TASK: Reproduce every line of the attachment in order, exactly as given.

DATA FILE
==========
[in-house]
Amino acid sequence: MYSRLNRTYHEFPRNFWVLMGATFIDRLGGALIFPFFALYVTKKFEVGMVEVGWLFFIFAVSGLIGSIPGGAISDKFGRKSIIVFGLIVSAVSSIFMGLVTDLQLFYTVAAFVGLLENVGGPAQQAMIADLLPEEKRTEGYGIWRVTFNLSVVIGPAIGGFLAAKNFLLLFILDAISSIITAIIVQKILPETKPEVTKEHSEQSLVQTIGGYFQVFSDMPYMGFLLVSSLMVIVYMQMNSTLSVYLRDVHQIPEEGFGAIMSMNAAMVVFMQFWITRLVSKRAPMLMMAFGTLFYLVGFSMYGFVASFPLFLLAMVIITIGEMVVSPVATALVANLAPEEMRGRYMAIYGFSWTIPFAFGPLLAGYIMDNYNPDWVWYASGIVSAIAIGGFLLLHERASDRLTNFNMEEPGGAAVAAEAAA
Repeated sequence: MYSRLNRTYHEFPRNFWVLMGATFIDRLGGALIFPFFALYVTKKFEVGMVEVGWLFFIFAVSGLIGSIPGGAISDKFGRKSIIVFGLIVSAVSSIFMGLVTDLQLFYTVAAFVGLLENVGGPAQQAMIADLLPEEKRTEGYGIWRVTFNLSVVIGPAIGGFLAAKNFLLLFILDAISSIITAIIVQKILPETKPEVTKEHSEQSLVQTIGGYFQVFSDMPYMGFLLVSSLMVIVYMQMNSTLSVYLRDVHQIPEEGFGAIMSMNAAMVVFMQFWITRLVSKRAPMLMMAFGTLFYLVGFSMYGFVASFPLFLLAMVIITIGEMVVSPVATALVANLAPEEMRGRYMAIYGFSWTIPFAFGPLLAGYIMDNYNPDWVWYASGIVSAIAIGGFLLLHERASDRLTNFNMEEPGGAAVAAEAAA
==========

[in-house]
Amino acid sequence: MYSRLNRTYHEFPRNFWVLMGATFIDRLGGALIFPFFALYVTKKFEVGMVEVGWLFFIFAVSGLIGSIPGGAISDKFGRKSIIVFGLIVSAVSSIFMGLVTDLQLFYTVAAFVGLLENVGGPAQQAMIADLLPEEKRTEGYGIWRVTFNLSVVIGPAIGGFLAAKNFLLLFILDAISSIITAIIVQKILPETKPEVTKEHSEQSLVQTIGGYFQVFSDMPYMGFLLVSSLMVIVYMQMNSTLSVYLRDVHQIPEEGFGAIMSMNAAMVVFMQFWITRLVSKRAPMLMMAFGTLFYLVGFSMYGFVASFPLFLLAMVIITIGEMVVSPVATALVANLAPEEMRGRYMAIYGFSWTIPFAFGPLLAGYIMDNYNPDWVWYASGIVSAIAIGGFLLLHERASDRLTNFNMEEPGGAAVAAEAAA
Repeated sequence: MYSRLNRTYHEFPRNFWVLMGATFIDRLGGALIFPFFALYVTKKFEVGMVEVGWLFFIFAVSGLIGSIPGGAISDKFGRKSIIVFGLIVSAVSSIFMGLVTDLQLFYTVAAFVGLLENVGGPAQQAMIADLLPEEKRTEGYGIWRVTFNLSVVIGPAIGGFLAAKNFLLLFILDAISSIITAIIVQKILPETKPEVTKEHSEQSLVQTIGGYFQVFSDMPYMGFLLVSSLMVIVYMQMNSTLSVYLRDVHQIPEEGFGAIMSMNAAMVVFMQFWITRLVSKRAPMLMMAFGTLFYLVGFSMYGFVASFPLFLLAMVIITIGEMVVSPVATALVANLAPEEMRGRYMAIYGFSWTIPFAFGPLLAGYIMDNYNPDWVWYASGIVSAIAIGGFLLLHERASDRLTNFNMEEPGGAAVAAEAAA